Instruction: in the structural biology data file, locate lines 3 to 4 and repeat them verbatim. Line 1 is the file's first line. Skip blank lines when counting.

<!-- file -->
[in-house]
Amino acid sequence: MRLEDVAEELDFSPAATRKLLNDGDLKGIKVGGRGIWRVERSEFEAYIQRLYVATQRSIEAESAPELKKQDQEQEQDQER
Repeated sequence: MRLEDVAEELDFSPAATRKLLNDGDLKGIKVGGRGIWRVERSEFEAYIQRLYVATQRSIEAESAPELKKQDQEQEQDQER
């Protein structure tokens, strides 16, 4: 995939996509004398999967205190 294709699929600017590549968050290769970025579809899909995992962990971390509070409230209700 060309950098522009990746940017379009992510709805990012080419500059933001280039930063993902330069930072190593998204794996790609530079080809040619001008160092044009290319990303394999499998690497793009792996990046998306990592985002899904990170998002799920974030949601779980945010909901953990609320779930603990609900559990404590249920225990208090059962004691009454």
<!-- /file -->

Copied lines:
Repeated sequence: MRLEDVAEELDFSPAATRKLLNDGDLKGIKVGGRGIWRVERSEFEAYIQRLYVATQRSIEAESAPELKKQDQEQEQDQER
């Protein structure tokens, strides 16, 4: 995939996509004398999967205190 294709699929600017590549968050290769970025579809899909995992962990971390509070409230209700 060309950098522009990746940017379009992510709805990012080419500059933001280039930063993902330069930072190593998204794996790609530079080809040619001008160092044009290319990303394999499998690497793009792996990046998306990592985002899904990170998002799920974030949601779980945010909901953990609320779930603990609900559990404590249920225990208090059962004691009454």